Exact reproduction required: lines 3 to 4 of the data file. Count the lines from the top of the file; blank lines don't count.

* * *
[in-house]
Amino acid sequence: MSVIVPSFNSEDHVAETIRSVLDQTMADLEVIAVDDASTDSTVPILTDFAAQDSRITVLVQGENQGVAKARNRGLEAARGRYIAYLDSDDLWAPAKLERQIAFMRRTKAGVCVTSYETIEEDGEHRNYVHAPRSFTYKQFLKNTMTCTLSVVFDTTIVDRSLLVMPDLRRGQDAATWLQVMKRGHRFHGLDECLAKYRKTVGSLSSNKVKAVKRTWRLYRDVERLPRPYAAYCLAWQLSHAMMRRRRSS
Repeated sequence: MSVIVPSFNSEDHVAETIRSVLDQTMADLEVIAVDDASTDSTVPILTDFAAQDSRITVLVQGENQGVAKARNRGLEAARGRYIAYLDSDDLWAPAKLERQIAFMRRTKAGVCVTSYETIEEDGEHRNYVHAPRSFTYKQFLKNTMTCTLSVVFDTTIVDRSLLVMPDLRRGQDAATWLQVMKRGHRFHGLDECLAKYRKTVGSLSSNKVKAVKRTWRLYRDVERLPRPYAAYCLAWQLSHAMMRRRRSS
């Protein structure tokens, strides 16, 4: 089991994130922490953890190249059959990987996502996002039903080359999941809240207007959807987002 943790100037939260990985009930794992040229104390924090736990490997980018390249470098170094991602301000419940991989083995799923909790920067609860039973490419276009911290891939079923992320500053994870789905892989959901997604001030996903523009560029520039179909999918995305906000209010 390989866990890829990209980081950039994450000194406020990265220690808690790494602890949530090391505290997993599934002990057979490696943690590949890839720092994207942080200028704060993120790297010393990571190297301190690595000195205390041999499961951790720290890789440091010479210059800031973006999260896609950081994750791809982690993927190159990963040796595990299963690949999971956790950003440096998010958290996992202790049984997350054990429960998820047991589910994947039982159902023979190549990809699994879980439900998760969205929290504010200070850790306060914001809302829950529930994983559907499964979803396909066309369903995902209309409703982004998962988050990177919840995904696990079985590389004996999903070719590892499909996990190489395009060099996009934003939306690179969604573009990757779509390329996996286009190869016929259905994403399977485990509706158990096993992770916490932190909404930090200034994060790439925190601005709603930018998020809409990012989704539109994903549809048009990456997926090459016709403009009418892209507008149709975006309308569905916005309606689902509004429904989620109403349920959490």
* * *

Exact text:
Repeated sequence: MSVIVPSFNSEDHVAETIRSVLDQTMADLEVIAVDDASTDSTVPILTDFAAQDSRITVLVQGENQGVAKARNRGLEAARGRYIAYLDSDDLWAPAKLERQIAFMRRTKAGVCVTSYETIEEDGEHRNYVHAPRSFTYKQFLKNTMTCTLSVVFDTTIVDRSLLVMPDLRRGQDAATWLQVMKRGHRFHGLDECLAKYRKTVGSLSSNKVKAVKRTWRLYRDVERLPRPYAAYCLAWQLSHAMMRRRRSS
């Protein structure tokens, strides 16, 4: 089991994130922490953890190249059959990987996502996002039903080359999941809240207007959807987002 943790100037939260990985009930794992040229104390924090736990490997980018390249470098170094991602301000419940991989083995799923909790920067609860039973490419276009911290891939079923992320500053994870789905892989959901997604001030996903523009560029520039179909999918995305906000209010 390989866990890829990209980081950039994450000194406020990265220690808690790494602890949530090391505290997993599934002990057979490696943690590949890839720092994207942080200028704060993120790297010393990571190297301190690595000195205390041999499961951790720290890789440091010479210059800031973006999260896609950081994750791809982690993927190159990963040796595990299963690949999971956790950003440096998010958290996992202790049984997350054990429960998820047991589910994947039982159902023979190549990809699994879980439900998760969205929290504010200070850790306060914001809302829950529930994983559907499964979803396909066309369903995902209309409703982004998962988050990177919840995904696990079985590389004996999903070719590892499909996990190489395009060099996009934003939306690179969604573009990757779509390329996996286009190869016929259905994403399977485990509706158990096993992770916490932190909404930090200034994060790439925190601005709603930018998020809409990012989704539109994903549809048009990456997926090459016709403009009418892209507008149709975006309308569905916005309606689902509004429904989620109403349920959490």